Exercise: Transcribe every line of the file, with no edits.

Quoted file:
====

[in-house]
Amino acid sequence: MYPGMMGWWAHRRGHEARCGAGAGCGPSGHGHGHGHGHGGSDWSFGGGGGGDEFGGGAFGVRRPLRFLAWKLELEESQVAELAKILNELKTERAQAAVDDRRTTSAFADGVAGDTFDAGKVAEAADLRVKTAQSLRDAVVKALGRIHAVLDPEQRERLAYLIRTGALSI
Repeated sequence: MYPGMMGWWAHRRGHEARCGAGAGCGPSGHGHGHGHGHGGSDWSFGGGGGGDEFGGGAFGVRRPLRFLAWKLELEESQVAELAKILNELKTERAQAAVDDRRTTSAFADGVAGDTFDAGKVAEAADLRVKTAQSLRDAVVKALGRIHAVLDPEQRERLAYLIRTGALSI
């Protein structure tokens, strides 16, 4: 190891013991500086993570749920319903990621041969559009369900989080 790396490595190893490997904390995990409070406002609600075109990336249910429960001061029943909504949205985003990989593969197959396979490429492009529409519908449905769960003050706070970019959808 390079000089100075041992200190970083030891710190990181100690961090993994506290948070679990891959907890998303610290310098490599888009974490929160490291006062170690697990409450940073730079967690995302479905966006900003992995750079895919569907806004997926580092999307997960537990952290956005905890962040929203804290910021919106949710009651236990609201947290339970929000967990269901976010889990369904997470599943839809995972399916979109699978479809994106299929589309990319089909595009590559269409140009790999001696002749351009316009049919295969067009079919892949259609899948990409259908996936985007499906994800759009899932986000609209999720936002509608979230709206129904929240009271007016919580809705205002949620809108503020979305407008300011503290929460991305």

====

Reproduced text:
[in-house]
Amino acid sequence: MYPGMMGWWAHRRGHEARCGAGAGCGPSGHGHGHGHGHGGSDWSFGGGGGGDEFGGGAFGVRRPLRFLAWKLELEESQVAELAKILNELKTERAQAAVDDRRTTSAFADGVAGDTFDAGKVAEAADLRVKTAQSLRDAVVKALGRIHAVLDPEQRERLAYLIRTGALSI
Repeated sequence: MYPGMMGWWAHRRGHEARCGAGAGCGPSGHGHGHGHGHGGSDWSFGGGGGGDEFGGGAFGVRRPLRFLAWKLELEESQVAELAKILNELKTERAQAAVDDRRTTSAFADGVAGDTFDAGKVAEAADLRVKTAQSLRDAVVKALGRIHAVLDPEQRERLAYLIRTGALSI
């Protein structure tokens, strides 16, 4: 190891013991500086993570749920319903990621041969559009369900989080 790396490595190893490997904390995990409070406002609600075109990336249910429960001061029943909504949205985003990989593969197959396979490429492009529409519908449905769960003050706070970019959808 390079000089100075041992200190970083030891710190990181100690961090993994506290948070679990891959907890998303610290310098490599888009974490929160490291006062170690697990409450940073730079967690995302479905966006900003992995750079895919569907806004997926580092999307997960537990952290956005905890962040929203804290910021919106949710009651236990609201947290339970929000967990269901976010889990369904997470599943839809995972399916979109699978479809994106299929589309990319089909595009590559269409140009790999001696002749351009316009049919295969067009079919892949259609899948990409259908996936985007499906994800759009899932986000609209999720936002509608979230709206129904929240009271007016919580809705205002949620809108503020979305407008300011503290929460991305």